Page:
REST doesn't care about URI design. As far as REST is concerned, the client should be considering the URI to be opaque. (Contrast this with your caching headers - REST cares rather a lot about ensuring that intermediary components can correctly participate in the work being done.)
I have an API that generates a resource randomly when requested.
That's a rather peculiar remark in the context of REST.
representation are important terms in REST, and are not interchangeable.
What I expect you intend is that your API includes a resource that generates a random representation when requested. Something like a UUID Generator?
Since REST doesn't express an opinion on the spelling of URI, you should fall back on your local URI design guidelines. These normally recommend that resources be identified by nouns, and that path segments express hierarchy.
"/generators" is fine, as it suggests that you are identifying a resource that is part of some collection. "random", being an adjective, isn't so good. The next useful step is probably to ask "random what?" Guessing from the first of your attempts, these might be reasonable choices
Part of the point of REST is that implementations can be decoupled from services - the representation of a resource produced by the origin server might be loaded directly from the file system, or pulled directly out of a key value store, or produced by invoking a function, or by delegating the work to another endpoint. So you are probably better off identifying your resources by what instead of how.
So these choices are much better, because they better express the representation (which is a representation of an image, not a representation of a random image generator).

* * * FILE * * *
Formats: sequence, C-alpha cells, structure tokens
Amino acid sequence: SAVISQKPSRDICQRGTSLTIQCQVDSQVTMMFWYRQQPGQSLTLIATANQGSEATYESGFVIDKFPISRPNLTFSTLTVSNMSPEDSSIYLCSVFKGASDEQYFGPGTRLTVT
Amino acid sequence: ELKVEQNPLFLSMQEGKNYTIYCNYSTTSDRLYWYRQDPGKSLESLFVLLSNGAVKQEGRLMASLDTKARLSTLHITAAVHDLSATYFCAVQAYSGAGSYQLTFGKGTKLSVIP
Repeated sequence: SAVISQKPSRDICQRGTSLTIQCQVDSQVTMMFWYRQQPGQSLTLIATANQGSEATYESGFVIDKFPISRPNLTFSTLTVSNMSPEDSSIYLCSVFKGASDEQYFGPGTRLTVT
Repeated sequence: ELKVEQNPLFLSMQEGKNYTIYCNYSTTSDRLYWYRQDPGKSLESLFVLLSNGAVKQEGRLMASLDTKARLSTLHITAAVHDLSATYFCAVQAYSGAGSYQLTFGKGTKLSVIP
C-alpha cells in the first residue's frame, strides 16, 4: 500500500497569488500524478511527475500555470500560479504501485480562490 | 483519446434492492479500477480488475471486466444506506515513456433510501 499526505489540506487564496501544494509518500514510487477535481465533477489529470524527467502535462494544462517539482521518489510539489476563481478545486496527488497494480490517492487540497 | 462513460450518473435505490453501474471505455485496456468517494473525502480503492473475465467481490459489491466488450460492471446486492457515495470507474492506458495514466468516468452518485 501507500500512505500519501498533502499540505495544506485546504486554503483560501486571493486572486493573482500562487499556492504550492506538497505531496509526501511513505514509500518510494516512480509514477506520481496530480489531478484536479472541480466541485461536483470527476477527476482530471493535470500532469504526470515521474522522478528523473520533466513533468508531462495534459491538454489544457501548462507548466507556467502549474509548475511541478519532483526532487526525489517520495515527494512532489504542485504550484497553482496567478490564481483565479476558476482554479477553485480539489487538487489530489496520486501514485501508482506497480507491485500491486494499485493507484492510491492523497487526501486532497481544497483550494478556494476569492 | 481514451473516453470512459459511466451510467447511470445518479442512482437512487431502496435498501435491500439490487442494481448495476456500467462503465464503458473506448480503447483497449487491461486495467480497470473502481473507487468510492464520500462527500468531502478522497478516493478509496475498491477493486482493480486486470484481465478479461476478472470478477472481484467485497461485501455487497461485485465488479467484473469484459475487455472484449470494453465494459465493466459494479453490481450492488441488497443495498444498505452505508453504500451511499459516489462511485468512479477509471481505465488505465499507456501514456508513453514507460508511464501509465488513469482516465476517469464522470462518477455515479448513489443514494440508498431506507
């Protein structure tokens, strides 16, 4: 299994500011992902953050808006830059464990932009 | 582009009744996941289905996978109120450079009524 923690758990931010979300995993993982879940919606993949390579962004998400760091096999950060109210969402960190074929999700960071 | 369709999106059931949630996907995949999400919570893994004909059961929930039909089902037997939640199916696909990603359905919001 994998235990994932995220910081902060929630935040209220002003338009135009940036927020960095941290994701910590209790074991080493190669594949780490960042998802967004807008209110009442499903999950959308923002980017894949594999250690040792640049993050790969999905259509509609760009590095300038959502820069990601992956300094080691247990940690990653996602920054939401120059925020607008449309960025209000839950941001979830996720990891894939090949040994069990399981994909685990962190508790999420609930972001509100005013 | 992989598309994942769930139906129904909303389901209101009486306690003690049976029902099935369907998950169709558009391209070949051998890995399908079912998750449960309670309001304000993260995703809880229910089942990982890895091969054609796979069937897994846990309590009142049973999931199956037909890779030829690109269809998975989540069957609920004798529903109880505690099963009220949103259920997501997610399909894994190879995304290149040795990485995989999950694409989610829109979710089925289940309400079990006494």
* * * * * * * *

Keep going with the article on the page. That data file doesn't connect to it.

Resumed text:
Should I place all my resources in a root like /api to differentiate them from web pages?
Maybe. REST doesn't care about spelling. Clients should just be following whatever links you give them, so the important thing is to make sure that your published bookmarks are reasonable. Some services use a different host to distinguish the api resources from the document resources; but many use a prefix path segment as you suggest.
If the answer to 1 was similar to options A or B, what would exist at /generate?
There might not be anything there. The fact that there is a resource with an identifier in the pattern of a member of a collection does not in any way imply that there is also a resource for the collection itself. You can happily
404 any requests to that if you like; clients of a REST api are supposed to navigate to published bookmarks and follow links -- playing guess-the-uri games is out of bounds.
In apis where the collection of resources is intended to be modified by the client, a common pattern would be to have a POST endpoint identified by the collection URI that allows the client to create new members in the collection.
Shouldn't I prefer something that conveys that it is generated randomly and requesting it again might not give the same result?
The caching headers, rather than the URI, are used by the REST components to determine if a previously fetched representation is still viable.
The audience to URI spelling is purely a human one.
The guiding principles are outlined in Cool URIs Don't Change; you want to continue to map the same URI to the same concept even when the underlying implementation for producing the representation changes.
So what you need to be considering in your design is whether the randomness of the image is core to the concept?
REST relies instead on the author choosing a resource identifier that best fits the nature of the concept being identified.